pike.git/lib/modules/Calendar.pmod/tzdata/theory.html:208:    start with '<code>/</code>', as a regular file cannot have the    same name as a directory in POSIX.    For example, <code>America/New_York</code> precludes    <code>America/New_York/Bronx</code>.    </li>    <li>    Uninhabited regions like the North Pole and Bouvet Island    do not need locations, since local time is not defined there.    </li>    <li> -  There should typically be at least one name for each <a -  href="https://en.wikipedia.org/wiki/ISO_3166-1"><abbr -  title="International Organization for Standardization">ISO</abbr> -  3166-1</a> officially assigned two-letter code for an inhabited -  country or territory. -  </li> -  <li> +     If all the clocks in a timezone have agreed since 1970,    do not bother to include more than one timezone    even if some of the clocks disagreed before 1970.    Otherwise these tables would become annoyingly large.    </li>    <li> -  +  If boundaries between regions are fluid, such as during a war or +  insurrection, do not bother to create a new timezone merely +  because of yet another boundary change. This helps prevent table +  bloat and simplifies maintenance. +  </li> +  <li>    If a name is ambiguous, use a less ambiguous alternative;    e.g., many cities are named San José and Georgetown, so    prefer <code>America/Costa_Rica</code> to    <code>America/San_Jose</code> and <code>America/Guyana</code>    to <code>America/Georgetown</code>.    </li>    <li>    Keep locations compact.    Use cities or small islands, not countries or regions, so that any    future changes do not split individual locations into different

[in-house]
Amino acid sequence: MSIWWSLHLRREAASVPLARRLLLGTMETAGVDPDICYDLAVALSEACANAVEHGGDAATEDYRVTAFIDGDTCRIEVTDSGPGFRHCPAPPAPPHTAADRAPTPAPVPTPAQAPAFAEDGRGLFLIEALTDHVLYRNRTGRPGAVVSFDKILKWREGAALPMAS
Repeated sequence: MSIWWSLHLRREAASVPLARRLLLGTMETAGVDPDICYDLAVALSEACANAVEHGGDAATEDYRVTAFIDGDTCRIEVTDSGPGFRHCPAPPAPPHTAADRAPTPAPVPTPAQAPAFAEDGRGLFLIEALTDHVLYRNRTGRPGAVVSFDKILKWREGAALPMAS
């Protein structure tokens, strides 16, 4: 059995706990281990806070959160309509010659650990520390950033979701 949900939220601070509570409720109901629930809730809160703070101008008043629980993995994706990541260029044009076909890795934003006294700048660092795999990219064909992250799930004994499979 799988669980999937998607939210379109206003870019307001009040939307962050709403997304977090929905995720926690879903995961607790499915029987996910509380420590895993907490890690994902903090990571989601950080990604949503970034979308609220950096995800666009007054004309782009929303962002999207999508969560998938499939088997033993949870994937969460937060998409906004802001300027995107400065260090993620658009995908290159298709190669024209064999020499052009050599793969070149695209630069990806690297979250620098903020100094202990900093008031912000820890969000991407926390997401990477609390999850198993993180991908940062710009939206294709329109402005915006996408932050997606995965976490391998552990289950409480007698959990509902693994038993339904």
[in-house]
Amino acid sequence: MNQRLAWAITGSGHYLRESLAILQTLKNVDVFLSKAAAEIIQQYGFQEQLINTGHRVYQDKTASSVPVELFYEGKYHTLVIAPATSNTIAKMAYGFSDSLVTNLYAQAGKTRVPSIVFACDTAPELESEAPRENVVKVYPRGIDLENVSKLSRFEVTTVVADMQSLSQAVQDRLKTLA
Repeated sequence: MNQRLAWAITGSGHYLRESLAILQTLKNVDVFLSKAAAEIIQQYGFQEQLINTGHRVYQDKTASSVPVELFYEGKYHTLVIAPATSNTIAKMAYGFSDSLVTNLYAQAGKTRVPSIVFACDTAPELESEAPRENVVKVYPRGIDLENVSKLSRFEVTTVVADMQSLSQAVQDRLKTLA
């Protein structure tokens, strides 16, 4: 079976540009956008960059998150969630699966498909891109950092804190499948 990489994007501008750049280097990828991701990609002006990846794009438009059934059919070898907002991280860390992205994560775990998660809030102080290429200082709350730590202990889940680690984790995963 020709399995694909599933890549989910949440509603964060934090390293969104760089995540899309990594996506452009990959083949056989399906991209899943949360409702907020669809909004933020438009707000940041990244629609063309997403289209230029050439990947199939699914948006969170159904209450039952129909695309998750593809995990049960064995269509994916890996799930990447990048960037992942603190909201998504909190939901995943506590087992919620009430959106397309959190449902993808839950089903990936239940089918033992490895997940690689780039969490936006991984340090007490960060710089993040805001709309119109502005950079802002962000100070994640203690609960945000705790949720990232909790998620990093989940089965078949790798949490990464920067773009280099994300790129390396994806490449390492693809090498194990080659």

pike.git/lib/modules/Calendar.pmod/tzdata/theory.html:292:    to be somewhat greater than Rome's.    </li>    <li>    If a name is changed, put its old spelling in the    '<code>backward</code>' file.    This means old spellings will continue to work.    </li>   </ul>      <p> - The file '<code>zone1970.tab</code>' lists geographical locations used - to name timezones. - It is intended to be an exhaustive list of names for geographic - regions as described above; this is a subset of the timezones in the data. - Although a '<code>zone1970.tab</code>' location's - <a href="https://en.wikipedia.org/wiki/Longitude">longitude</a> - corresponds to - its <a href="https://en.wikipedia.org/wiki/Local_mean_time">local mean - time (<abbr>LMT</abbr>)</a> offset with one hour for every 15&deg; - east longitude, this relationship is not exact. + Guidelines have evolved with time, and names following old versions of + this guideline might not follow the current version. When guidelines + have changed, old names continue to be supported. Guideline changes + have included the following:   </p>    - <p> - Older versions of this package used a different naming scheme, - and these older names are still supported. + <ul> + <li> + Older versions of this package used a different naming scheme.   See the file '<code>backward</code>' for most of these older names   (e.g., '<code>US/Eastern</code>' instead of '<code>America/New_York</code>').   The other old-fashioned names still supported are   '<code>WET</code>', '<code>CET</code>', '<code>MET</code>', and   '<code>EET</code>' (see the file '<code>europe</code>'). - </p> + </li>    - <p> + <li>   Older versions of this package defined legacy names that are   incompatible with the first guideline of location names, but which are   still supported.   These legacy names are mostly defined in the file   '<code>etcetera</code>'.   Also, the file '<code>backward</code>' defines the legacy names   '<code>GMT0</code>', '<code>GMT-0</code>' and '<code>GMT+0</code>',   and the file '<code>northamerica</code>' defines the legacy names   '<code>EST5EDT</code>', '<code>CST6CDT</code>',   '<code>MST7MDT</code>', and '<code>PST8PDT</code>'. -  + </li> +  + <li> + Older versions of this guideline said that + there should typically be at least one name for each <a + href="https://en.wikipedia.org/wiki/ISO_3166-1"><abbr + title="International Organization for Standardization">ISO</abbr> + 3166-1</a> officially assigned two-letter code for an inhabited + country or territory. + This old guideline has been dropped, as it was not needed to handle + timestamps correctly and it increased maintenance burden. + </li> + </ul> +  + <p> + The file '<code>zone1970.tab</code>' lists geographical locations used + to name timezones. + It is intended to be an exhaustive list of names for geographic + regions as described above; this is a subset of the timezones in the data. + Although a '<code>zone1970.tab</code>' location's + <a href="https://en.wikipedia.org/wiki/Longitude">longitude</a> + corresponds to + its <a href="https://en.wikipedia.org/wiki/Local_mean_time">local mean + time (<abbr>LMT</abbr>)</a> offset with one hour for every 15&deg; + east longitude, this relationship is not exact.   </p>      <p>   Excluding '<code>backward</code>' should not affect the other data.   If '<code>backward</code>' is excluded, excluding   '<code>etcetera</code>' should not affect the remaining data.   </p>   </section>      <section>